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Climate Inflation Discussion for a Sustainable Future

Climate Inflation | Feb 6, 2024

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In a recent podcast, Anna Dean and Stephen Jacobi feature the pressing issue of Climate Inflation and key takeaways

The podcast highlighted a critical warning from economist Paul Conway, Chief Economist at the Reserve Bank of New Zealand, about the emerging challenge of climate inflation.

He stated that climate change is in part responsible for recent inflation and the cost of living crisis - the rising cost of food, spiralling insurance premiums, the escalating cost of construction (as a result of additional demand created in cyclone/flood-damaged areas) pose a threat to economic stability and personal finance.

The insights shared in the podcast underscore the urgency of integrating climate considerations into financial planning and investment strategies, emphasizing the need for the financial sector to adapt to and mitigate the effects of climate change.

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The mention of rising home insurance bills due to climate change highlights the broader implications for the insurance industry and financial markets. As risks increase, there could be significant shifts in how risks are assessed and priced, affecting homeowners, businesses, and insurers.

Policy Implications

The realization that climate change is affecting people's financial well-being could catalyze political action. Historically, the lack of immediate economic impact has made it challenging to mobilize political will and public support for significant climate policies. However, as the economic consequences become more apparent, there may be increased pressure on governments to take decisive action on climate change, potentially leading to more aggressive environmental policies and investments in sustainable infrastructure.

Climate Inflation Discussion

The discussion suggests a growing awareness among the public and businesses about the tangible effects of climate change on their daily lives and financial health. This awareness could lead to changes in consumer behavior, such as increased demand for sustainable products and services, as well as changes in business practices towards more sustainable operations.

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The presence of climate change skeptics and deniers in the discussion, as well as references to "climate scams," indicates ongoing challenges in achieving consensus on climate action. Overcoming misinformation and skepticism remains a significant hurdle for mobilizing collective action on climate change.


Kevin Brady criticizes the reliance on economists for leadership on climate change, arguing that they lack understanding of what is crucial for ecosystem resilience and human survival. This comment is insightful because it suggests a broader, more holistic view of addressing climate change, emphasizing the importance of integrating ecological sustainability into economic decision-making.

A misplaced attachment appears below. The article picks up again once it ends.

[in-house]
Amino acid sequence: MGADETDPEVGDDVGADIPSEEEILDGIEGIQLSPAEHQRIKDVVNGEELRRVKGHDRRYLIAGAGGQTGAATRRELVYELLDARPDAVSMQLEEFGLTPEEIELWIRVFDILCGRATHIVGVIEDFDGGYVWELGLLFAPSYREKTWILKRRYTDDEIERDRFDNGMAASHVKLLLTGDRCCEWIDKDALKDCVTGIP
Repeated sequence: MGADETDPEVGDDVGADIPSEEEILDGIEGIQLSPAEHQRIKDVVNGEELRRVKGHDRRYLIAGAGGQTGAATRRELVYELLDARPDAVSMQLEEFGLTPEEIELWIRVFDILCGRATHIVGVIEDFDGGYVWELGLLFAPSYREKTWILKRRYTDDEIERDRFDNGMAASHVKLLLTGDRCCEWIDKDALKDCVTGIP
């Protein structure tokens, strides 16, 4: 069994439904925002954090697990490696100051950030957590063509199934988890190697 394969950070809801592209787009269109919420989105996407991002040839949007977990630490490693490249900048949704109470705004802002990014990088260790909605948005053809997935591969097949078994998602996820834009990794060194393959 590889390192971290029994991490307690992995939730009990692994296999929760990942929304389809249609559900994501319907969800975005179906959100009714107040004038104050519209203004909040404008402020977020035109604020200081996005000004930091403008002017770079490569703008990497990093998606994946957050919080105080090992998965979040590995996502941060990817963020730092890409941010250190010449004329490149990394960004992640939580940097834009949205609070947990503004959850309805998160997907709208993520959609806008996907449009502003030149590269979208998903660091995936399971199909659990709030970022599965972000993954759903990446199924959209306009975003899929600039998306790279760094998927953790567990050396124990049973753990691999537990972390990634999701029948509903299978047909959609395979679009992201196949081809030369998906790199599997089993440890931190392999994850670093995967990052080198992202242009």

Iain Climie discusses the immense benefits of reducing food waste, citing the IMECHE's "Waste Not Want Not" report, which notes that at least 30% of global food production is wasted. This comment is insightful because it implicitly critiques the inefficiency of current food systems and suggests a potential area for impactful change.

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Colin Grant argues that the last hope for addressing climate change lies in massive-scale ecosystem regeneration, a solution that is not prioritized by most governments. This comment is insightful because it goes beyond merely reducing emissions and emphasizes the importance of restoring natural habitats and biodiversity as a way to sequester carbon, regulate climate, and support life on Earth.

Nathan Simmonds questions how long it will be until the systems supporting human civilization collapse under their own weight, critiquing the encouragement of over-consumption and pollution by businesses and institutions. This comment is insightful because it highlights the unsustainable nature of current consumption patterns and the blame placed on individuals for systemic issues.


As we live the adverse affects of climate inflation, let's commit to fostering sustainable economic growth through education, innovation, and collaboration. By doing so, we can ensure a resilient financial future that benefits all Canadians and sets a global standard for sustainability in finance.

NCFA Jan 2018 resize - Climate Inflation Discussion for a Sustainable FutureThe National Crowdfunding & Fintech Association (NCFA Canada) is a financial innovation ecosystem that provides education, market intelligence, industry stewardship, networking and funding opportunities and services to thousands of community members and works closely with industry, government, partners and affiliates to create a vibrant and innovative fintech and funding industry in Canada. Decentralized and distributed, NCFA is engaged with global stakeholders and helps incubate projects and investment in fintech, alternative finance, crowdfunding, peer-to-peer finance, payments, digital assets and tokens, artificial intelligence, blockchain, cryptocurrency, regtech, and insurtech sectors. Join Canada's Fintech & Funding Community today FREE! Or become a contributing member and get perks. For more information, please visit:

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